Many managers lack the competence to function effectively, Amrit Sandhar shows how to identify and support those struggling
With organisations focused on driving performance, it’s understandable that when looking at succession planning, the first people they tend to go to are those individuals who are performing well. Yet despite the skills needed to drive individual performance being vastly different to those required to deliver team performance, and without any other obvious measures to identify potentially good managers, we promote people who could turn out to be completely ill-equipped.
There are some signs that will identify those individuals struggling in role, who might need additional support, after all, incompetent doesn’t mean permanently ineffective. If left unchecked, these behaviours can wreak havoc on the commitment, dedication and engagement of hard-working individuals who want nothing more than to do a hard-day’s work, make a positive impact, and be recognised for their efforts.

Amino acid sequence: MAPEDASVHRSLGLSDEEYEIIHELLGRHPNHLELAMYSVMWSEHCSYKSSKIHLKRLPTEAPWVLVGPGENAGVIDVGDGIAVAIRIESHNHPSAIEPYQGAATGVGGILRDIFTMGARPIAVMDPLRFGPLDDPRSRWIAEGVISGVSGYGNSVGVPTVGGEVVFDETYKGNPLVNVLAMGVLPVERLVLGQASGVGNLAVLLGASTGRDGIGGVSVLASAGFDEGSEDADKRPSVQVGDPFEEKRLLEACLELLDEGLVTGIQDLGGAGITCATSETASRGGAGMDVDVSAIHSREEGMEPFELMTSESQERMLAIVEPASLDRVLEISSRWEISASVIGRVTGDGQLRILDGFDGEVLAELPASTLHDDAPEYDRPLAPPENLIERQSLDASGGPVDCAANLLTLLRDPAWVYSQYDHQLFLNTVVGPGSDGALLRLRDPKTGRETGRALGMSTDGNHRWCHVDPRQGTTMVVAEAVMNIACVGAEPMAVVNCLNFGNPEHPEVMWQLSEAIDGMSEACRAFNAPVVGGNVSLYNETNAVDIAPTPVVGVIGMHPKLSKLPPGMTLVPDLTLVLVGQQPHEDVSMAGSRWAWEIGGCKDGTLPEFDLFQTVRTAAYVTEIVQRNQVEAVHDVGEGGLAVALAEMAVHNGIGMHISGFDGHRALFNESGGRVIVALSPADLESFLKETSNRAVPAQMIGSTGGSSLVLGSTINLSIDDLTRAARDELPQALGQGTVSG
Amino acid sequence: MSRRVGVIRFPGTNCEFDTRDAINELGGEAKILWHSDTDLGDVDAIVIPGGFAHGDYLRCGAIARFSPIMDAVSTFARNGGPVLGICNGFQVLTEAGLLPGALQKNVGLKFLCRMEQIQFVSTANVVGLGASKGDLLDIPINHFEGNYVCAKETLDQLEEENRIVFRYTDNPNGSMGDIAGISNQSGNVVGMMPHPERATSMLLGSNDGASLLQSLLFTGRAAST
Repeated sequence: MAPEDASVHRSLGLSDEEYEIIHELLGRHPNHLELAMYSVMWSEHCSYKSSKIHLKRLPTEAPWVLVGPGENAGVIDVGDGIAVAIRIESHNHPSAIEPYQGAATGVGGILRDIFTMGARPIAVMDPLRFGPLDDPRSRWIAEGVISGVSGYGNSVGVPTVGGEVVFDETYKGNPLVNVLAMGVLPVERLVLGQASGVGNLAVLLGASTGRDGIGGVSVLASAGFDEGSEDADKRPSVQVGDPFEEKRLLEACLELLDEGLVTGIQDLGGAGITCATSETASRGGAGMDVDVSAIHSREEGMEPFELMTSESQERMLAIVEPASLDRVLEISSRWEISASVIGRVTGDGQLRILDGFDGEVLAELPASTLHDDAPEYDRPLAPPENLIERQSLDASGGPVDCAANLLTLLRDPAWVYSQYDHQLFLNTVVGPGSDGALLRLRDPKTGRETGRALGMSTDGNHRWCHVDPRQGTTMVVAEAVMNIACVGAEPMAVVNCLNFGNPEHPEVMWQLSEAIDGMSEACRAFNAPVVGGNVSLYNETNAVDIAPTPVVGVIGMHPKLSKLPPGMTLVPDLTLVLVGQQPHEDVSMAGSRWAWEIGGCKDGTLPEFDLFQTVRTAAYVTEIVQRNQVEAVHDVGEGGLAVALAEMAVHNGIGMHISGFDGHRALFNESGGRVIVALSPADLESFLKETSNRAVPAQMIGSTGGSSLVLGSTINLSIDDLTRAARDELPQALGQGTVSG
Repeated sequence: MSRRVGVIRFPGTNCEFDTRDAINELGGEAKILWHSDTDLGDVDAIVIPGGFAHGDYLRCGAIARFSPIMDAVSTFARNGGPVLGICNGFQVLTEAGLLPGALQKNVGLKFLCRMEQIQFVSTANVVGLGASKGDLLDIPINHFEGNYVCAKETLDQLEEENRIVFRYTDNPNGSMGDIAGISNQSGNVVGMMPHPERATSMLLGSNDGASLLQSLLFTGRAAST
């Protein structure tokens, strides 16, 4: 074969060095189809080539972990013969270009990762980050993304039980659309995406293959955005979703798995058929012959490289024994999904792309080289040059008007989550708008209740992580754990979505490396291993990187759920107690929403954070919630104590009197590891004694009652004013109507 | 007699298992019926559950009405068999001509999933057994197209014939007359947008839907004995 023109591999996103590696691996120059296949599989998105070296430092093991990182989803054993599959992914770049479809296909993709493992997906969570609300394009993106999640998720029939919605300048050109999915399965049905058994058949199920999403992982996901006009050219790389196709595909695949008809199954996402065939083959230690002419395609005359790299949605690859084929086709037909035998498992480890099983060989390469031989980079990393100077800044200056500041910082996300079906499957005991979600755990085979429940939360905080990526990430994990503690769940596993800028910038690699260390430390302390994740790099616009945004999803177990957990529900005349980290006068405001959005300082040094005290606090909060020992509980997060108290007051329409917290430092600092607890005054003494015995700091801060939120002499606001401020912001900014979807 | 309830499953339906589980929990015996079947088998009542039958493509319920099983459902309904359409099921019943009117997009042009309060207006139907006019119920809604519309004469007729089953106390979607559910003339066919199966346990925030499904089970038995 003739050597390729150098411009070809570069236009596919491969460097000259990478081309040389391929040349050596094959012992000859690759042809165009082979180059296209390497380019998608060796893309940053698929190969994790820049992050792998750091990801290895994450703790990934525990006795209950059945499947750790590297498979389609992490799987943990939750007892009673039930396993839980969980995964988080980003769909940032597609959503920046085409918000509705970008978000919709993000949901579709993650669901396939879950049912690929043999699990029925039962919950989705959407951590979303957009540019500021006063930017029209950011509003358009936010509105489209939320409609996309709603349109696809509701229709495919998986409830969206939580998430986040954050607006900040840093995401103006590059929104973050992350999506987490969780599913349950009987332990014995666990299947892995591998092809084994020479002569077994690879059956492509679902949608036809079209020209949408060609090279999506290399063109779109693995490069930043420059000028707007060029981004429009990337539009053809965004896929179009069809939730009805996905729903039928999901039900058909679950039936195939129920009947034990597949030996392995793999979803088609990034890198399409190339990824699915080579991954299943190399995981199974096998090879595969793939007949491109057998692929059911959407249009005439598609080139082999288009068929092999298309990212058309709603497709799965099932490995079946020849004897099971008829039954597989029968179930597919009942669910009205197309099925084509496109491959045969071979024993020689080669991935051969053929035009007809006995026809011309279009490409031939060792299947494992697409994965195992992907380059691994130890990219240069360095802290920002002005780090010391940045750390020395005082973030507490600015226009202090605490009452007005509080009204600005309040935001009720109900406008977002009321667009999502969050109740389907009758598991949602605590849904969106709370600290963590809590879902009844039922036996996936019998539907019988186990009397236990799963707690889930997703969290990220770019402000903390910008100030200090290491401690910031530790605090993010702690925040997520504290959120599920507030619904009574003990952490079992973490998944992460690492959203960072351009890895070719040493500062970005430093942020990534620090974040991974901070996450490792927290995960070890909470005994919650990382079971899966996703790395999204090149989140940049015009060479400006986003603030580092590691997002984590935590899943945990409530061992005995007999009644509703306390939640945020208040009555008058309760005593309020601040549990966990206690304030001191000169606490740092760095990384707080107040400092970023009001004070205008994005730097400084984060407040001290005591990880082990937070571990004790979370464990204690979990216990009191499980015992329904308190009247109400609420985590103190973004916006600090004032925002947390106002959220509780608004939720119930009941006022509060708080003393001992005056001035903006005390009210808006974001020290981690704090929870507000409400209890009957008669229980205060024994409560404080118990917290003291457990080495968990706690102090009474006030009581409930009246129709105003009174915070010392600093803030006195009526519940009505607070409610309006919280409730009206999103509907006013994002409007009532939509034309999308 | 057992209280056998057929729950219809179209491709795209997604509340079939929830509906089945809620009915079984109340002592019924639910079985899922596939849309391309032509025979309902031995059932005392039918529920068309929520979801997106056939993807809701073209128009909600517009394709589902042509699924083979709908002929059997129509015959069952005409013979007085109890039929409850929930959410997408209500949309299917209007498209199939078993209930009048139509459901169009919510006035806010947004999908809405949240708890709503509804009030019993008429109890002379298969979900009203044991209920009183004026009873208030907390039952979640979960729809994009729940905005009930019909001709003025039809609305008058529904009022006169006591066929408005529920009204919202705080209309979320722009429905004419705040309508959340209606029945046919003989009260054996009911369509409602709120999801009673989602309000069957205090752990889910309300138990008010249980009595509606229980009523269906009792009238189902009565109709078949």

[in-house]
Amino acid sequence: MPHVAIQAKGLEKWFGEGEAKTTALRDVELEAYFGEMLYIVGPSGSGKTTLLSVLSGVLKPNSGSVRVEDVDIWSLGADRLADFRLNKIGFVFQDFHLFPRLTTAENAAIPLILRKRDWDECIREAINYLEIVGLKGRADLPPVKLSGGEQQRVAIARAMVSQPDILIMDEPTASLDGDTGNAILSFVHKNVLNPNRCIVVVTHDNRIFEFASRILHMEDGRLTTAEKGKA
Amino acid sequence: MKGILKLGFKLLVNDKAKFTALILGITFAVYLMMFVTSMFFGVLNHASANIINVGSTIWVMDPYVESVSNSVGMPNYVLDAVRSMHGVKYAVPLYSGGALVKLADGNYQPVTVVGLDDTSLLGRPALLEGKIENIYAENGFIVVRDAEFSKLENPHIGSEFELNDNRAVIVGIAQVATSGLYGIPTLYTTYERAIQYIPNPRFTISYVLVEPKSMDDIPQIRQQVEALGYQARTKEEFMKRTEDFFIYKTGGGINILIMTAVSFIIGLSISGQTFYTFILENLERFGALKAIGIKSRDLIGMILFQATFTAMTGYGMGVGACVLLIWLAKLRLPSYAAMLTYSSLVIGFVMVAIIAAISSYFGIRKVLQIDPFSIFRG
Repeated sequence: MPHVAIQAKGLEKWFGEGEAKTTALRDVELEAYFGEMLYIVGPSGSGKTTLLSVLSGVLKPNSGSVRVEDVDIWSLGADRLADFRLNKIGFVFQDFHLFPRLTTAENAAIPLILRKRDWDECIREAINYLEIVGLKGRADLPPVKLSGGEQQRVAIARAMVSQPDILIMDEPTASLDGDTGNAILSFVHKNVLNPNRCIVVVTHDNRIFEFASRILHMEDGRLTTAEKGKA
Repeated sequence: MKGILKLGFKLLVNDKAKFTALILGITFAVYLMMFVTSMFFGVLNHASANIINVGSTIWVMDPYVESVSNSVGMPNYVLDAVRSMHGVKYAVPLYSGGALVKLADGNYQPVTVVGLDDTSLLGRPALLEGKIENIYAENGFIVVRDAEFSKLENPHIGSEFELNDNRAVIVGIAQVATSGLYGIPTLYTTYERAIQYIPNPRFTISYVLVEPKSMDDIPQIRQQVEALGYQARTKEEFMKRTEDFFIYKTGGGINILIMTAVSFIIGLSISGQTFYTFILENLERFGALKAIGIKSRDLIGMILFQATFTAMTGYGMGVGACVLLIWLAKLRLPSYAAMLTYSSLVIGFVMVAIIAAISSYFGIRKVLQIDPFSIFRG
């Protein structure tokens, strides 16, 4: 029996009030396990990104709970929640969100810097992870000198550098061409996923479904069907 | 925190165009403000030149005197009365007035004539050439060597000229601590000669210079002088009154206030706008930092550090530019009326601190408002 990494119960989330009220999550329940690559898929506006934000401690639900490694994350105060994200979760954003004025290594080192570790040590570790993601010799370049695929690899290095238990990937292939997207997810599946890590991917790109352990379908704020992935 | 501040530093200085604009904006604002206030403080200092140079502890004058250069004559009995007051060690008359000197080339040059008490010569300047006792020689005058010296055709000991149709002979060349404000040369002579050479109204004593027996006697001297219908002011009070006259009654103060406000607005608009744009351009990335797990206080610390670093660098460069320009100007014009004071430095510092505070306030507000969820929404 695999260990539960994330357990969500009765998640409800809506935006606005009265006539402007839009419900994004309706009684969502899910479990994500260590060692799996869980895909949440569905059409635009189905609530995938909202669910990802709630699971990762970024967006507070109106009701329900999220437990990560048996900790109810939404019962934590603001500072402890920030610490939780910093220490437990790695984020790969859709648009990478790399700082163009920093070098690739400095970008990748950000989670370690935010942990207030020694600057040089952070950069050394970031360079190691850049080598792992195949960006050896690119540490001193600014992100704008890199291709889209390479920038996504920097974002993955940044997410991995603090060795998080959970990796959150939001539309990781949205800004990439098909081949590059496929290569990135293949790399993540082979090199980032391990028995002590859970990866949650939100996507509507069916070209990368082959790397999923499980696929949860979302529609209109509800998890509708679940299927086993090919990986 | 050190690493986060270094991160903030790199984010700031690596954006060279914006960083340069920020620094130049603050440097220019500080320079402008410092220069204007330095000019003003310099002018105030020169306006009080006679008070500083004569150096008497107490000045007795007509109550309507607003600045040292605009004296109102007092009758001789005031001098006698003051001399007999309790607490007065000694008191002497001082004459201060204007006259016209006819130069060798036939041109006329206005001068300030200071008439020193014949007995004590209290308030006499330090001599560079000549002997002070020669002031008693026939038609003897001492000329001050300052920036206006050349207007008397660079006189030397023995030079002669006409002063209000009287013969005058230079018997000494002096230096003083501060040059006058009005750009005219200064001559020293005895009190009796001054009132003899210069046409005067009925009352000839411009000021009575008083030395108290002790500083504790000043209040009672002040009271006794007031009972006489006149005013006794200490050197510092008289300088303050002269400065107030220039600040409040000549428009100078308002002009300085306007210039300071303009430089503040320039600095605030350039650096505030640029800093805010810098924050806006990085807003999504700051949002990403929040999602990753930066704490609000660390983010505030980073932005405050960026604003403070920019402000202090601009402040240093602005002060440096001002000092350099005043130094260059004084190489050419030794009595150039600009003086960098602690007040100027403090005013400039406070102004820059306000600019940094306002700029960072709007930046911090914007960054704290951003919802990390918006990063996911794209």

How can we identify those managers who lack the competence to manage effectively?
They create intense working environments
Managers lacking the competence to lead and manage their teams can end up working extremely long hours and expecting the same of everyone around them. There is a risk that the sheer panic of what’s expected, and the fear of not knowing how to deliver this, can lead to some managers getting caught up in minute details, losing sight of the bigger picture. These intense periods of work can result in emotional outbursts, and frustrations that working long hours (masking the lack of knowledge), are not leading to improved results. In a pre-covid world where presenteeism mattered, some managers were perceived as effective, due to them working long hours. While things have evolved, some managers are still less likely to be challenged on their poor performance, because of the perception of how hard they are working.
Managers don’t want to be seen as inadequate, but how is anyone ever going to become competent without learning?
They drive unpleasant behaviours